Indian steel mills continued active inquiries and trades for imported scrap on Thursday. Increased finished steel prices and indications of a further rise in the global scrap market lifted imported scrap prices. Mills might resume restocking scrap as Indian currency showed signs of appreciation on Thursday. The rupee appreciated to 74 levels against the US dollar. Firm demand from downstream industries and a faster-than-expected recovery in India’s steel sector is likely to continue for the next few months, according to steelmakers.
Fewer HMS offers
Indian ferrous scrap importers prefer HMS scrap due to shorter delivery period. Despite supplies from different regions, there is a shortage of offers in the market. Many South African HMS suppliers are still not able to export due to permit issues and only a few yard are operating in West Africa. Australian suppliers prefer to sell to Bangladesh. Indian buyers avoid US and UK-origin HMS materials on quality concerns and a longer delivery period.
Only UAE-origin HMS is available, which has pushed up offer prices sharply. “Pakistan is the preferred destination for shredded and India for HMS scrap,” said a trader. This week suppliers from the UAE preferred Indian buyers over Pakistan. The daily Davis Index for UAE-origin HMS 1&2 (80:20), Thursday rose by $1/mt to $318/mt cfr Nhava Sheva with few deals by Jalna-based EAF makers heard at $315-318/mt cfr Nhava Sheva. Offers for containerized #1 HMS without the cast and galvanized iron from Dubai were above $320/mt cfr Nhava Sheva. Traders expect a slow down in buying ahead of the Diwali festival.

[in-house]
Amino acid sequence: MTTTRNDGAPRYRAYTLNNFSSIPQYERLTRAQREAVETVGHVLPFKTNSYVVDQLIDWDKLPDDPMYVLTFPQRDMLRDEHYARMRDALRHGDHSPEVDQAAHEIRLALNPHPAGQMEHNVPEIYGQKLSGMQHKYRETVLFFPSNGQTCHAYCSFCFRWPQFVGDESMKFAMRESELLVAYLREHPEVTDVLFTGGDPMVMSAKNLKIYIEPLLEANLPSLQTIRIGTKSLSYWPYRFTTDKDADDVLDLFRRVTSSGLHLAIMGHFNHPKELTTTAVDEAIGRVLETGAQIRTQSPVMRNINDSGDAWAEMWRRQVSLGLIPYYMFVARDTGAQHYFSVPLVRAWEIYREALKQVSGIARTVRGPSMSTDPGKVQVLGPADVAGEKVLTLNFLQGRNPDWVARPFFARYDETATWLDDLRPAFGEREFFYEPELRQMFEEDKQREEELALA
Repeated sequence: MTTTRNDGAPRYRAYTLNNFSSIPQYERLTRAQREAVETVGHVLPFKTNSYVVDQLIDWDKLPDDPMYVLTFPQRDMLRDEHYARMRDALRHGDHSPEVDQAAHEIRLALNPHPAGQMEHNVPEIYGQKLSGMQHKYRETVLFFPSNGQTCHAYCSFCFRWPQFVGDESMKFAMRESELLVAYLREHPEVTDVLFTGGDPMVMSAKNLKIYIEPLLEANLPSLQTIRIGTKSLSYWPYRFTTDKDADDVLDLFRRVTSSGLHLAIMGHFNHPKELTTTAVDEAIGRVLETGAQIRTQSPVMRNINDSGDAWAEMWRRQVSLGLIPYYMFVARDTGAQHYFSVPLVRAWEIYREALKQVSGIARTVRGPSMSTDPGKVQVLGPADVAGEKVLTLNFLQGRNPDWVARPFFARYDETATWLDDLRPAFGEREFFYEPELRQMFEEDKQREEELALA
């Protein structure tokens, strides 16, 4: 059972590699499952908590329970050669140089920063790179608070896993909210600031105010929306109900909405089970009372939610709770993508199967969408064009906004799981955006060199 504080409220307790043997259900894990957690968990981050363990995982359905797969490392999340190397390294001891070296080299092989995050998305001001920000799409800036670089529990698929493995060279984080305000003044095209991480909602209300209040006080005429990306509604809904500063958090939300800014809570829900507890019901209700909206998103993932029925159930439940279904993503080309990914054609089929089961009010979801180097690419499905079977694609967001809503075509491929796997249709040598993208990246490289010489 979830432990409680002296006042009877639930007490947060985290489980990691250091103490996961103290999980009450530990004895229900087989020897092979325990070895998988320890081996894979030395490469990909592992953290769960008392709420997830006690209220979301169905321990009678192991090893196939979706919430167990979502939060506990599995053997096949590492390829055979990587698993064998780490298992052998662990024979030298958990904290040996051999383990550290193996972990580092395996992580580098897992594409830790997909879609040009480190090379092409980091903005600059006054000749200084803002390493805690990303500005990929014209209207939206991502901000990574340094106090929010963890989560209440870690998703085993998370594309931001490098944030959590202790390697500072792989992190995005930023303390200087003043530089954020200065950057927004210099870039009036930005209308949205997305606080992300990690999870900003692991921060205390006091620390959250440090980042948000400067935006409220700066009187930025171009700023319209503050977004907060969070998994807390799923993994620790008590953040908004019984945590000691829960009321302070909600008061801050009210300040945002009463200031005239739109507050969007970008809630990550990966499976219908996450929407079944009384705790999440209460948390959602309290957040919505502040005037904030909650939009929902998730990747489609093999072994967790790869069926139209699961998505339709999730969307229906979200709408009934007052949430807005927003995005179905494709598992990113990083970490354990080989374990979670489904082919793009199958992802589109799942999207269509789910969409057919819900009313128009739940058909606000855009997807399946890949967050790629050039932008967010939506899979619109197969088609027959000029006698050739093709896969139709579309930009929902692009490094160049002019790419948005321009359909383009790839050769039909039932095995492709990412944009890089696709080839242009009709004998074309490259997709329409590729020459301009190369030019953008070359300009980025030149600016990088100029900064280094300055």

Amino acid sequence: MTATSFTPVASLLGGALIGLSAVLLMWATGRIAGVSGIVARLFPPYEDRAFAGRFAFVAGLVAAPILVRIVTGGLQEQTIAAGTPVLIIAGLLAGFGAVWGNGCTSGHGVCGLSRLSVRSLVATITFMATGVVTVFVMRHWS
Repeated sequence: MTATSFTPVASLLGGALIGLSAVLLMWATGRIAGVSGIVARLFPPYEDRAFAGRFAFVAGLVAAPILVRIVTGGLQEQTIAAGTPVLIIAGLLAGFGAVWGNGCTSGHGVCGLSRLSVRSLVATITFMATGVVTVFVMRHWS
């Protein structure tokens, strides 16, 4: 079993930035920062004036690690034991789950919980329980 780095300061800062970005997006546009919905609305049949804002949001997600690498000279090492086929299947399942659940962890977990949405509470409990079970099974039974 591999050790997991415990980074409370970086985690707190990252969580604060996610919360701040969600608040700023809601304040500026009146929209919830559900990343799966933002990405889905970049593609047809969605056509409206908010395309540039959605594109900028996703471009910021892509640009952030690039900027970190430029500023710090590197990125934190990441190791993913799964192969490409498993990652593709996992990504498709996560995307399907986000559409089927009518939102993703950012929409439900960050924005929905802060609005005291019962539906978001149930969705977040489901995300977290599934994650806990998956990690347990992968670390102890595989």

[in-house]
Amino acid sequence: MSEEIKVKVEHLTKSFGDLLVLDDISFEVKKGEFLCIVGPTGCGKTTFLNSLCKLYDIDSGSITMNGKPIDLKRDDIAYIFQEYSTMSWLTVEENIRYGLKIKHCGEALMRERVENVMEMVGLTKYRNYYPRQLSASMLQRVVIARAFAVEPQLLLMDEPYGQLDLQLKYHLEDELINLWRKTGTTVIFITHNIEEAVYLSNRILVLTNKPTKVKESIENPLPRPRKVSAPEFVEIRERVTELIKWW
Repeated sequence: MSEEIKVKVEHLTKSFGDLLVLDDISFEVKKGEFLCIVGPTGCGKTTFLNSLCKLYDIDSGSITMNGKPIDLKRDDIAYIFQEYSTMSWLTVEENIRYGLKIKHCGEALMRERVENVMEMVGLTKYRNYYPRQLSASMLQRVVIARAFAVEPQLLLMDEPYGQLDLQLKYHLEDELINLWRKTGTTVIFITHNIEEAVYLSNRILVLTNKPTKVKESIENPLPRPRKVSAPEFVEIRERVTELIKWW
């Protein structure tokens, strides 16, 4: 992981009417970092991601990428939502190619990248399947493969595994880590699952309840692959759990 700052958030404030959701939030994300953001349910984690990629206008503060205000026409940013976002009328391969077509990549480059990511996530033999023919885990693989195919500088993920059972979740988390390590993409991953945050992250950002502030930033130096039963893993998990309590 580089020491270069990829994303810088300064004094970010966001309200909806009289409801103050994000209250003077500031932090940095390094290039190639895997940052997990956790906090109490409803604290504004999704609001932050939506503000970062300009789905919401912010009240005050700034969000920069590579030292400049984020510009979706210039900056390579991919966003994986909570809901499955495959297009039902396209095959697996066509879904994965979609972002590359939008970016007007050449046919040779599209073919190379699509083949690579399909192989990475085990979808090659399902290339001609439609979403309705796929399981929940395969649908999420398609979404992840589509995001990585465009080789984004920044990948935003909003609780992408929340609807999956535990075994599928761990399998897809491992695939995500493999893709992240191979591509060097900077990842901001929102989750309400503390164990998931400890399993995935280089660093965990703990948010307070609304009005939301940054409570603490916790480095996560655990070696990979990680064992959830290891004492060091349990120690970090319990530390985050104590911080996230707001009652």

The Davis Index for US-origin HMS 1&2 (80:20) inched up by $0.92/mt to $318.71/mt cfr Nhava Sheva on Thursday as trades picked up. Suppliers are offering bulk cargoes of HMS 1&2 (80:20) at $325-330/mt cfr Kandla, but buyers showed limited interest at these price levels. Bulk demand could recover for January shipments post Diwali and the prices could reach $350/mt cfr Nhava Sheva.
In the steel export market, Indian mills are expecting bids of $445-450/mt fob, up $10-15/mt from the prior week. However, buyers are offering upto $455-460/mt cfr SE Asia. Slower recovery in the export market has limited trades.
The Davis Index for containerized shredded on Thursday settled at $328.58/mt cfr Nhava Sheva, up by $0.25/mt from Wednesday. A few buyers are willing to pay $328-330/mt cfr Nhava Sheva for shredded. Importers said only major stainless steelmakers and alloy makers can book material at such high levels. Offers for imported scrap jumped to $330-335/mt cfr Nhava Sheva.
In northern India, many importers are still waiting for the normalization of rail services to get their containers delivered. A few preferred domestic scraps as a stopgap measure, but volumes remain limited. Mills have urged the State governments to resume rail services on the Mundra port -Punjab route. The Punjab government has warned the producers to brace for the massive power cuts as the last operating thermal power plant has shut due to short supply of coal.
Limited container availability caused by a mismatch between imports and exports has pushed freight prices up for a few routes in South Asia. The daily Davis Index for containerized shredded, Thursday, settled at $326.56/mt cfr India subcontinent, up by $0.36/mt from Wednesday. The daily Davis Index for containerized US-origin HMS 1&2 (80:20) was at $315.80/mt cfr India subcontinent, up by $0.77/mt from Wednesday.